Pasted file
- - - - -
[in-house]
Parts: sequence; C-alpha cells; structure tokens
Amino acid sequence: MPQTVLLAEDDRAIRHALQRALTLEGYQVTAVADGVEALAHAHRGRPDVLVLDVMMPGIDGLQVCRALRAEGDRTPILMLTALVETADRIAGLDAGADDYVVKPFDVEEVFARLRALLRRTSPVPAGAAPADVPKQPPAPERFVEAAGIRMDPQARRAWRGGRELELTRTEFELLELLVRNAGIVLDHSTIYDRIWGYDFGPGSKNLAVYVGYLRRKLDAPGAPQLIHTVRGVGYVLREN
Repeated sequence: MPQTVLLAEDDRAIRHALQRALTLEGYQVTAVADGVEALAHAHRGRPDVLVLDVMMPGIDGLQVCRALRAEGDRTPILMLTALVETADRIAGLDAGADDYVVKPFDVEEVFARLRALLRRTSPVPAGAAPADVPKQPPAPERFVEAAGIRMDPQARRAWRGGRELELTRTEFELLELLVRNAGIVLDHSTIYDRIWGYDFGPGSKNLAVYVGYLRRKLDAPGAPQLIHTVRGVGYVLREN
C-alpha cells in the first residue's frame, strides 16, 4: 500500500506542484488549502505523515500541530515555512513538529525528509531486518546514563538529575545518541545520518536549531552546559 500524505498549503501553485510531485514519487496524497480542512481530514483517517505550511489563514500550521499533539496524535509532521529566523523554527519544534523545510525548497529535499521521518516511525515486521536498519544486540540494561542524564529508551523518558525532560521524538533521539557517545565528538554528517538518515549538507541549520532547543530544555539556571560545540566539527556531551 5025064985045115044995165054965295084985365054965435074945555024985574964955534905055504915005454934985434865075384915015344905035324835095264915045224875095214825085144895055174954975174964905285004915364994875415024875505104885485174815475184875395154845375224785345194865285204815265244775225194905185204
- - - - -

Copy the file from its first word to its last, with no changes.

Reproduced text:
[in-house]
Parts: sequence; C-alpha cells; structure tokens
Amino acid sequence: MPQTVLLAEDDRAIRHALQRALTLEGYQVTAVADGVEALAHAHRGRPDVLVLDVMMPGIDGLQVCRALRAEGDRTPILMLTALVETADRIAGLDAGADDYVVKPFDVEEVFARLRALLRRTSPVPAGAAPADVPKQPPAPERFVEAAGIRMDPQARRAWRGGRELELTRTEFELLELLVRNAGIVLDHSTIYDRIWGYDFGPGSKNLAVYVGYLRRKLDAPGAPQLIHTVRGVGYVLREN
Repeated sequence: MPQTVLLAEDDRAIRHALQRALTLEGYQVTAVADGVEALAHAHRGRPDVLVLDVMMPGIDGLQVCRALRAEGDRTPILMLTALVETADRIAGLDAGADDYVVKPFDVEEVFARLRALLRRTSPVPAGAAPADVPKQPPAPERFVEAAGIRMDPQARRAWRGGRELELTRTEFELLELLVRNAGIVLDHSTIYDRIWGYDFGPGSKNLAVYVGYLRRKLDAPGAPQLIHTVRGVGYVLREN
C-alpha cells in the first residue's frame, strides 16, 4: 500500500506542484488549502505523515500541530515555512513538529525528509531486518546514563538529575545518541545520518536549531552546559 500524505498549503501553485510531485514519487496524497480542512481530514483517517505550511489563514500550521499533539496524535509532521529566523523554527519544534523545510525548497529535499521521518516511525515486521536498519544486540540494561542524564529508551523518558525532560521524538533521539557517545565528538554528517538518515549538507541549520532547543530544555539556571560545540566539527556531551 5025064985045115044995165054965295084985365054965435074945555024985574964955534905055504915005454934985434865075384915015344905035324835095264915045224875095214825085144895055174954975174964905285004915364994875415024875505104885485174815475184875395154845375224785345194865285204815265244775225194905185204